Wednesday’s American Airlines flight 109 from London to Los Angeles turned back while over Iceland when a couple of passengers and several flight attendants reported feeling lightheaded.
American returned to London where they have significant staff, mechanical, and crew resources rather than diverting to a closer airport — which bore out as the correct choice given that people on the flight were evaluated on the scene but did not require medical treatment.
The cause of the incident remains unknown at this point.
Then on Thursday a Rio – Miami flight also diverted (to Brasilia) after one passenger and three flight attendants complained of lightheadedness.
The extra attention these incidents are getting is because:
- They are similar complaints in a short timespan, lightheadedness and affecting more crew than passengers (although affecting both).
- On the same aircraft (although in one case a -300ER and in another case a -200).
We don’t know the cause. There’s speculation of fuel leak causing fumes in the cabin. But it could be an illness spreading via crew (who are in greater contact with each other).
While this is serious, and it’s being investigated seriously, it’s also important to keep perspective.
- We’ve seen reports of issues on two flights involving different variants of the 777.
- American has 47 Boeing 777-200s and 18 Boeing 777-300s.
- Those 65 aircraft effectively fly every day, most fly more than one a day.
So they’ve experienced problems on far less than 1% of their Boeing 777 flights during the past week alone. Meanwhile incidents happen every day.
On Wednesday, United’s San Francisco – Beijing flight experienced engine problems near Ketchikan. Pilots made the decision to turn back to San Francisco, and in the meantime had to shut down the number 3 engine on the Boeing 747. Passengers made the 3 hour trip to San Francisco, were put on a replacement aircraft, and wound up in Beijing nearly 10 hours late.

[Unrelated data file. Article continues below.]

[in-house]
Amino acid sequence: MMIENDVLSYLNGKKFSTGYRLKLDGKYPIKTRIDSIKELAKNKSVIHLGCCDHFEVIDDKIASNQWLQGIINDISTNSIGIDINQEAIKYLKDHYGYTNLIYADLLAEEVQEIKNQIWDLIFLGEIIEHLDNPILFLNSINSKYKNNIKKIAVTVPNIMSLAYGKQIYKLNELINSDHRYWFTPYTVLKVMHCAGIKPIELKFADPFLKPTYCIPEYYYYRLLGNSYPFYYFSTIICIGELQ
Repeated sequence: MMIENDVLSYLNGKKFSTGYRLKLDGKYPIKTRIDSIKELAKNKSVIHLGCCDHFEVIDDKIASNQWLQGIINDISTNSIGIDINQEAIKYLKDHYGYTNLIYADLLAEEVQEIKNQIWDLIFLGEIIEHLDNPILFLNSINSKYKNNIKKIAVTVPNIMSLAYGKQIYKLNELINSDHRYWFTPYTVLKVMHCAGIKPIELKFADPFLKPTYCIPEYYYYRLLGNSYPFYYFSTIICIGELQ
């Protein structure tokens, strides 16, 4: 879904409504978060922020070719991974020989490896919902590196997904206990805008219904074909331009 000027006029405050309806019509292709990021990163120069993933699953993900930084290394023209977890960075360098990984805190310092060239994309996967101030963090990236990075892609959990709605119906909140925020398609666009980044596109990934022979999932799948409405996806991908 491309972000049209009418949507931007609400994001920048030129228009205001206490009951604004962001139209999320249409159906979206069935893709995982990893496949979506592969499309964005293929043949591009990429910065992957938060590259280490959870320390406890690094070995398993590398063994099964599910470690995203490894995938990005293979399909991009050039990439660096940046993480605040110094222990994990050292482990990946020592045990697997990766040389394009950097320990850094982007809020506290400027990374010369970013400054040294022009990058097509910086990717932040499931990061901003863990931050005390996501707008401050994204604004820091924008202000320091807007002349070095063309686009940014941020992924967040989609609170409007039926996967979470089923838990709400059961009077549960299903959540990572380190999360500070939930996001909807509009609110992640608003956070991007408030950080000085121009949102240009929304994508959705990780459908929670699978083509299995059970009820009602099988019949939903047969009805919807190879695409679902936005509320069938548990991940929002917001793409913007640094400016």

On Friday, a Japan Airlines Boeing 777 operating a domestic flight rejected takeoff when its left engine “emitted a couple of bangs and streaks of flames.”
Also on Friday a Japan Airlines 787 flying from Vancouver to Tokyo Narita had engine trouble and crew shut down the right engine. They were only 150 nautical miles from Narita airport so they began their descent and landed safely.
On Monday a JetBlue Airbus A320 from Orlando to New York JFK suffered a bird strike. They burned fuel for 40 minutes and then returned to Orlando 45 minutes after departure.
Incidents happen constantly, and passengers are safe nearly every time. When they aren’t fine, it makes huge national news even when the aircraft at issue is from the other side of the world on a carrier that doesn’t even serve the United States. Because it’s so rare.
Fortunately in these cases the health concerns haven’t been serious. So since a couple of readers asked, I wouldn’t be avoiding either aircraft type at this point. I also wouldn’t speculate too aggressively on the cause given the limited set of facts. We’ll find out when we find out and in the meantime continue to fly knowing that precautions are taken. Remember, airline service is so bad precisely because safety is taken so seriously.